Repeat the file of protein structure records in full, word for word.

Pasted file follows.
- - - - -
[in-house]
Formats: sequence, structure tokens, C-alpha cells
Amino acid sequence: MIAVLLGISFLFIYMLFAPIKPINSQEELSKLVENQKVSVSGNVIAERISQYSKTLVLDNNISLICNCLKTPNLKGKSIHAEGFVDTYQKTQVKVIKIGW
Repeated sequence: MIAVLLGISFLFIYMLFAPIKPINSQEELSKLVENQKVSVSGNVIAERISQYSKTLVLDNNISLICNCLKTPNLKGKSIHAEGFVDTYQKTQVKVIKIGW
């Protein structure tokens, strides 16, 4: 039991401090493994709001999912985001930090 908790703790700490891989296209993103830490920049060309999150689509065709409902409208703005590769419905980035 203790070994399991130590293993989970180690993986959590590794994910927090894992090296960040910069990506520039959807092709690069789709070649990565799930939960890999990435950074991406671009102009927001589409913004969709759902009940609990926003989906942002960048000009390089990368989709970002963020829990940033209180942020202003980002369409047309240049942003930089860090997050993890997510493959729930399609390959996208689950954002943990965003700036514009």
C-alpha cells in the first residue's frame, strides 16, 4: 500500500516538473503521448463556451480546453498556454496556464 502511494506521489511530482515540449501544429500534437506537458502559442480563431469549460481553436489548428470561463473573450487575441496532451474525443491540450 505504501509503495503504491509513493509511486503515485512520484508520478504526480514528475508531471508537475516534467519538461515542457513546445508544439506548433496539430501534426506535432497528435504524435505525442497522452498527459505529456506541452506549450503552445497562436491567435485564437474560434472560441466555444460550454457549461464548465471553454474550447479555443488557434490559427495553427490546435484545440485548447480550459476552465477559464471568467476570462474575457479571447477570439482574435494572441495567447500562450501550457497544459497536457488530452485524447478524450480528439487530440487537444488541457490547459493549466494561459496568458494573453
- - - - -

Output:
[in-house]
Formats: sequence, structure tokens, C-alpha cells
Amino acid sequence: MIAVLLGISFLFIYMLFAPIKPINSQEELSKLVENQKVSVSGNVIAERISQYSKTLVLDNNISLICNCLKTPNLKGKSIHAEGFVDTYQKTQVKVIKIGW
Repeated sequence: MIAVLLGISFLFIYMLFAPIKPINSQEELSKLVENQKVSVSGNVIAERISQYSKTLVLDNNISLICNCLKTPNLKGKSIHAEGFVDTYQKTQVKVIKIGW
């Protein structure tokens, strides 16, 4: 039991401090493994709001999912985001930090 908790703790700490891989296209993103830490920049060309999150689509065709409902409208703005590769419905980035 203790070994399991130590293993989970180690993986959590590794994910927090894992090296960040910069990506520039959807092709690069789709070649990565799930939960890999990435950074991406671009102009927001589409913004969709759902009940609990926003989906942002960048000009390089990368989709970002963020829990940033209180942020202003980002369409047309240049942003930089860090997050993890997510493959729930399609390959996208689950954002943990965003700036514009």
C-alpha cells in the first residue's frame, strides 16, 4: 500500500516538473503521448463556451480546453498556454496556464 502511494506521489511530482515540449501544429500534437506537458502559442480563431469549460481553436489548428470561463473573450487575441496532451474525443491540450 505504501509503495503504491509513493509511486503515485512520484508520478504526480514528475508531471508537475516534467519538461515542457513546445508544439506548433496539430501534426506535432497528435504524435505525442497522452498527459505529456506541452506549450503552445497562436491567435485564437474560434472560441466555444460550454457549461464548465471553454474550447479555443488557434490559427495553427490546435484545440485548447480550459476552465477559464471568467476570462474575457479571447477570439482574435494572441495567447500562450501550457497544459497536457488530452485524447478524450480528439487530440487537444488541457490547459493549466494561459496568458494573453